The trouble with Ostarine: Jimmy Wallhead’s
16th March 2018
Michael Rotich, manager of the Kenyan track and field delegation, is now under police custody having been sent home from Rio after undercover footage showed him offering notification of when doping tests would take place. Kenya was taken off the World Anti-Doping Agency’s (WADA) non-compliance list on the eve of the Rio Olympics after it passed revisions to its anti-doping legislation, which means that Rotich will face a criminal investigation.
The Anti-Doping Agency of Kenya (ADAK) confirmed that ‘the Directorate of Criminal Investigation [would] follow the necessary due process to establish whether or not the individual has committed a crime as per the Kenyan Criminal Law (Anti-Doping Act) and prosecute the matter in the courts accordingly’. ADAK also sad that it would begin its own investigations and Rotich would be sanctioned if he has been found to have committed an anti-doping rule violation (ADRV).
In the ARD/Sunday Times video (below), Rotich offers undercover journalists – posing as coaches of European athletes who need help with doping – 12 hours notice of when doping tests will take place. He agrees to inform Eldoret pharmacist Joseph Mwangi – alleged to be a supplier and adviser on doping in a July 9 ARD/Sunday Times documentary – of when doping tests will take place in return for a three month lump payment of £9,000. Mwangi – who is based in Eldoret, a gateway city to high altitude training – would then inform the ‘coaches’.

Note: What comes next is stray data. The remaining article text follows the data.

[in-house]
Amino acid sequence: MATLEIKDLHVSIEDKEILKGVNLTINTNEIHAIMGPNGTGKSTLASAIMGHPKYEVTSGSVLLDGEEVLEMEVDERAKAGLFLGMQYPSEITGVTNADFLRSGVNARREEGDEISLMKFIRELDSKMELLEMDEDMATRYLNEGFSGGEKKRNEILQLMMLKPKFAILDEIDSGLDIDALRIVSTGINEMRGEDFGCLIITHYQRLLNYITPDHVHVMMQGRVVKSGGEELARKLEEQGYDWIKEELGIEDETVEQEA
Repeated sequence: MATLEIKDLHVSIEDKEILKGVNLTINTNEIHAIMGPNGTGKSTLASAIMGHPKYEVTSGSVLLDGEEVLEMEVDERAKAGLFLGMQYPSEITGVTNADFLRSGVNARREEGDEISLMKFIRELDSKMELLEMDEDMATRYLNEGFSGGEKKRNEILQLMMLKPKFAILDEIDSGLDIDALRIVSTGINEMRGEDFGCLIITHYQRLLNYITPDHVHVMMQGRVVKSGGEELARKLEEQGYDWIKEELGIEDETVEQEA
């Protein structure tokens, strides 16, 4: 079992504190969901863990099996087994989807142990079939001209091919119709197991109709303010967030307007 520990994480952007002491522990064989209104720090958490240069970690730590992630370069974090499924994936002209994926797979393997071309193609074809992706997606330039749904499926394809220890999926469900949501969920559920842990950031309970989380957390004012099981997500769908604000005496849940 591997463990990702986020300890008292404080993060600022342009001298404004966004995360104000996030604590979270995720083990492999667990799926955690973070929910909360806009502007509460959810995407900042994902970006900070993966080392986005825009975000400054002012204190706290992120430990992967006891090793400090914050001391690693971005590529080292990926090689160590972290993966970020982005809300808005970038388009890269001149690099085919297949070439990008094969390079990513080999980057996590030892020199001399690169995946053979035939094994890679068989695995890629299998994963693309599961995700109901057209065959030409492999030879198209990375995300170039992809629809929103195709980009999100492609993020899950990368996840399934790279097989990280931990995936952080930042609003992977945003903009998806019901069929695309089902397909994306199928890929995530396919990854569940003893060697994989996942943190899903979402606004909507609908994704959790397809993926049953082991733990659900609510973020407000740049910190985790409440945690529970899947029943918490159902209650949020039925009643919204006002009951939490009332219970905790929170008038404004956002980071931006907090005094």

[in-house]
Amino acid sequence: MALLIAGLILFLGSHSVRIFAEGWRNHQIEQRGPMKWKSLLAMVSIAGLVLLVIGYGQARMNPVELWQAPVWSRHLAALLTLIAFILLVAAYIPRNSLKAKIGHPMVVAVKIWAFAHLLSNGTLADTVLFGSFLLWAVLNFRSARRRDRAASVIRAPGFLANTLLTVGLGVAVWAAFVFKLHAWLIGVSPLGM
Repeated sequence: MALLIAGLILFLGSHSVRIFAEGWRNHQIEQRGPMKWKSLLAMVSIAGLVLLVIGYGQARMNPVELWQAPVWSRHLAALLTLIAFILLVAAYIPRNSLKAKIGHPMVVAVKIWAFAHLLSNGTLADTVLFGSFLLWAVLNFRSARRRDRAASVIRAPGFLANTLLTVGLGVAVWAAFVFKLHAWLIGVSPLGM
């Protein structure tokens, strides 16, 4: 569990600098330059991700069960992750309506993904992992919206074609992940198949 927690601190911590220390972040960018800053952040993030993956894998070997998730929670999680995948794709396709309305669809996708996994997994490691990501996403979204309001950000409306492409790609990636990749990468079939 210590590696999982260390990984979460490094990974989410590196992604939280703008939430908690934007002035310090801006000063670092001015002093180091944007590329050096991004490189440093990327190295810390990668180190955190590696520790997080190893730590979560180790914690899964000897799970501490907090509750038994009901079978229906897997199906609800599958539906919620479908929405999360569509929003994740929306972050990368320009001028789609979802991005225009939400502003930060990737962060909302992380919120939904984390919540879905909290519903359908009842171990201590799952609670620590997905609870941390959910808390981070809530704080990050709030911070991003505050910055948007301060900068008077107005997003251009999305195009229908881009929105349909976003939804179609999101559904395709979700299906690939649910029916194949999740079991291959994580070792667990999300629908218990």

In the video, Rotich says that two British doping control officers who work in Kenya would be able to supply him with planned test details. “They have a list that says: ‘I’m going to test so and so””, he claims. When contacted by ARD/Sunday Times, Rotich claimed that he played along with the Spring 2016 operation in order to provide information to the authorities. However, it is understood that he did not provide that information to the authorities.
UK Anti-Doping (UKAD) sent two investigators to Kenya last month to investigate claims by Kenyan doctors working in the Eldoret/Kapsabet region that they supplied erythropoietin (EPO) to three British athletes. UKAD has not responded to repeated requests for information on how the investigation is progressing, however it does have a policy of not commenting until investigations are concluded.
‘The Ministry reads mischief in the article’, read a statement from the Kenyan Ministry of Sports, Culture and the Arts. ‘Based on the evidence collected thus far, there is reason to believe that the two publications may have coerced unscrupulous individuals into forging documents and falsifying information on doping among Kenyan and international athletes’. The statement questioned why ARD and the Sunday Times ‘withheld such serious information from the relevant Kenyan authorities, thereby jeopardising investigations’, adding that their motives ‘are therefore suspect’.
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